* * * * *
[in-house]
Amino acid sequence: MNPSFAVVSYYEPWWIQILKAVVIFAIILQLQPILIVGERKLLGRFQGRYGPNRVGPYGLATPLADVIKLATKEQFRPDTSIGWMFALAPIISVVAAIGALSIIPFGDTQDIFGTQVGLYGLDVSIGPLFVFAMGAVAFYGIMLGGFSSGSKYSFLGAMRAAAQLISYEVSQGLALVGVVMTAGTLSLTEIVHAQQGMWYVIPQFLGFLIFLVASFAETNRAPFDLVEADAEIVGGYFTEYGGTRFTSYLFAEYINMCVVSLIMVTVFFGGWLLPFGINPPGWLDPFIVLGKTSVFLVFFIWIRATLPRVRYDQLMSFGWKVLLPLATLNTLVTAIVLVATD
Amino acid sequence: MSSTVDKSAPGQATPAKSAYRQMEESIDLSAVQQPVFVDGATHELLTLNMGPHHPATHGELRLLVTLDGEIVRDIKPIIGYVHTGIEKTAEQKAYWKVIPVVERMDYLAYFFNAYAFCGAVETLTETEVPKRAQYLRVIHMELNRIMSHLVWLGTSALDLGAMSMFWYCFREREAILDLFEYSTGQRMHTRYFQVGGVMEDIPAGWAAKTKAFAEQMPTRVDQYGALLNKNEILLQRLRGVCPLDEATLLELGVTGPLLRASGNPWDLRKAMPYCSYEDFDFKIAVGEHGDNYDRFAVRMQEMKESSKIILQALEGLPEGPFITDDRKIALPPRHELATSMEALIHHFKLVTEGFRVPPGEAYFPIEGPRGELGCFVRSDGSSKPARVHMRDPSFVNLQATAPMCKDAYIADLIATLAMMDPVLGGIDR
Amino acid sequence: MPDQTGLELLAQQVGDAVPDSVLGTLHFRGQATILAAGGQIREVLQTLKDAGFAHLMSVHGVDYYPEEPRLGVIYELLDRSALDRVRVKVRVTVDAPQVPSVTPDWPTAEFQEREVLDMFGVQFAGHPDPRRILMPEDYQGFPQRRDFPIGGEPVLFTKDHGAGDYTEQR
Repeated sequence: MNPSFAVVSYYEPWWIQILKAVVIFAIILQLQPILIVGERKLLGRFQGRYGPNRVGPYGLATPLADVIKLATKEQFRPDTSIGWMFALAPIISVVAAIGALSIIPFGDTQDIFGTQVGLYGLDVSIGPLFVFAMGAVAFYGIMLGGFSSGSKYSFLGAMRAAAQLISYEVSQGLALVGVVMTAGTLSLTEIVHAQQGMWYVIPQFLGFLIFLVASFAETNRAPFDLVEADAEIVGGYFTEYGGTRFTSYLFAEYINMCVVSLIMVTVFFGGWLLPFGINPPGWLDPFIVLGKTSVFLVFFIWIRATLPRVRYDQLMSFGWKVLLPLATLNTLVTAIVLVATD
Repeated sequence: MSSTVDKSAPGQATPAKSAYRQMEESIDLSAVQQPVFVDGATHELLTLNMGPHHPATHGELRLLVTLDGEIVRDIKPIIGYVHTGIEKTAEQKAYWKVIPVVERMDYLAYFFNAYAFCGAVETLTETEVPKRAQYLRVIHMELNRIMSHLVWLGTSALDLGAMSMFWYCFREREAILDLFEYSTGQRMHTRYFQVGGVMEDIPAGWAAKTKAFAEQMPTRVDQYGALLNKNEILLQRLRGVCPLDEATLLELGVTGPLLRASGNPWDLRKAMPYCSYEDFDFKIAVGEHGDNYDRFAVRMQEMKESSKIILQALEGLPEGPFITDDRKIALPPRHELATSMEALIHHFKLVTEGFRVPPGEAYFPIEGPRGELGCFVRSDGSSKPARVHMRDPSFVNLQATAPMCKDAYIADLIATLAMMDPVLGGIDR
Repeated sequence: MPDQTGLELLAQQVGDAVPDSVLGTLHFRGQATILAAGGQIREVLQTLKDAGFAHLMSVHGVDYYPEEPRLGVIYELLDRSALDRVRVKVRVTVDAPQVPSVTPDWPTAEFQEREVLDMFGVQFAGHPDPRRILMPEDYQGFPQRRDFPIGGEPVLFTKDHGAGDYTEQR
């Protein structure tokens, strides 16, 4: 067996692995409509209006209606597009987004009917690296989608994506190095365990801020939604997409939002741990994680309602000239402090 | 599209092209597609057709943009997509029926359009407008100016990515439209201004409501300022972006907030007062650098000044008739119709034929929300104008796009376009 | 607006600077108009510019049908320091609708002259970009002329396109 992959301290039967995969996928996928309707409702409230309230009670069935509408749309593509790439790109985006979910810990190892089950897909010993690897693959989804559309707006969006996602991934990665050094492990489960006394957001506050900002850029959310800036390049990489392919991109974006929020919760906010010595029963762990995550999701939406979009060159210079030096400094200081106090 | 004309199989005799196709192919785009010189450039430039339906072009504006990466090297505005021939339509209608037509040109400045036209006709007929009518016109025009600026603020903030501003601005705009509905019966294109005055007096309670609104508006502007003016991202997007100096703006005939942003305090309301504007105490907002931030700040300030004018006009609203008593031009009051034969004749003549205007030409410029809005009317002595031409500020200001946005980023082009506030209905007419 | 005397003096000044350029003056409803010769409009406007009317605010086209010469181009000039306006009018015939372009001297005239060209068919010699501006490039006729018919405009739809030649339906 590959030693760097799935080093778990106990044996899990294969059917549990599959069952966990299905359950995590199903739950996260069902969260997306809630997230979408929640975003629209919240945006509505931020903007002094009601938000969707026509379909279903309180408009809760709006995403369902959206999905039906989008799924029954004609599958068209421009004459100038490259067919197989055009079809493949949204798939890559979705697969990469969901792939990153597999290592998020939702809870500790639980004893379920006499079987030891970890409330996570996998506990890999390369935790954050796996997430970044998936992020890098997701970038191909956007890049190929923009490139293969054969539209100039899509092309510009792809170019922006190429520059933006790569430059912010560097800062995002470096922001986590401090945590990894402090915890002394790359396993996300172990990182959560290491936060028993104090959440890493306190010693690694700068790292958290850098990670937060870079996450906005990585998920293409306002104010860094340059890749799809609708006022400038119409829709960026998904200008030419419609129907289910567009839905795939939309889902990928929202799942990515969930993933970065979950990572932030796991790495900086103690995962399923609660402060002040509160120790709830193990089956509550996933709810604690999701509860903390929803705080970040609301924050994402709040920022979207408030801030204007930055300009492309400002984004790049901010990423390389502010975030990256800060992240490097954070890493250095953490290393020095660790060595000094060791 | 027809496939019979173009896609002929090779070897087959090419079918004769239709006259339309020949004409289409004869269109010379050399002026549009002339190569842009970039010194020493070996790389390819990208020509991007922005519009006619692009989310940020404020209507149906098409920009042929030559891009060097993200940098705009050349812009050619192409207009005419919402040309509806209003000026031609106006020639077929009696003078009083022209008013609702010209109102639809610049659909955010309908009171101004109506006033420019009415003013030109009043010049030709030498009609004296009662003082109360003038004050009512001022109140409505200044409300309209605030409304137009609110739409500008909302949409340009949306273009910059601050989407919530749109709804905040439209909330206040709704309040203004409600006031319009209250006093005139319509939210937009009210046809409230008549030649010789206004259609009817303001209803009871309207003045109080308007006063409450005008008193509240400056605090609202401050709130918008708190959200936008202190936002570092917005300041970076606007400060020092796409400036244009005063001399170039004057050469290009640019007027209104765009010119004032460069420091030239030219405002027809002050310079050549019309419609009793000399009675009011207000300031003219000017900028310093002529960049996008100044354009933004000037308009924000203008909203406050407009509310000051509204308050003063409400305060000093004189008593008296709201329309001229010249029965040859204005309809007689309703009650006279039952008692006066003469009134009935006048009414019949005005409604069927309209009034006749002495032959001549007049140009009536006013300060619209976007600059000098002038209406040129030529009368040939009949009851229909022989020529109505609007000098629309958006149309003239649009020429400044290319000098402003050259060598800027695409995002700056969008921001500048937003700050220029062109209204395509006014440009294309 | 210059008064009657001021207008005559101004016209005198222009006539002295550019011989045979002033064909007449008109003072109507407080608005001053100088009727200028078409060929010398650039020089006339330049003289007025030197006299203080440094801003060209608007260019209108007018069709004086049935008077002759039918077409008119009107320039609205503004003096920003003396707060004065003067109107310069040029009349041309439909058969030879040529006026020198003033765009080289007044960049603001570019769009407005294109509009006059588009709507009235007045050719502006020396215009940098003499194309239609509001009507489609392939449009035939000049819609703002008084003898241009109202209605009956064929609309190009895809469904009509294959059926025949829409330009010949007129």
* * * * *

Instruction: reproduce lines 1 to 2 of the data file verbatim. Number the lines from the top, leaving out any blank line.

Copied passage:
[in-house]
Amino acid sequence: MNPSFAVVSYYEPWWIQILKAVVIFAIILQLQPILIVGERKLLGRFQGRYGPNRVGPYGLATPLADVIKLATKEQFRPDTSIGWMFALAPIISVVAAIGALSIIPFGDTQDIFGTQVGLYGLDVSIGPLFVFAMGAVAFYGIMLGGFSSGSKYSFLGAMRAAAQLISYEVSQGLALVGVVMTAGTLSLTEIVHAQQGMWYVIPQFLGFLIFLVASFAETNRAPFDLVEADAEIVGGYFTEYGGTRFTSYLFAEYINMCVVSLIMVTVFFGGWLLPFGINPPGWLDPFIVLGKTSVFLVFFIWIRATLPRVRYDQLMSFGWKVLLPLATLNTLVTAIVLVATD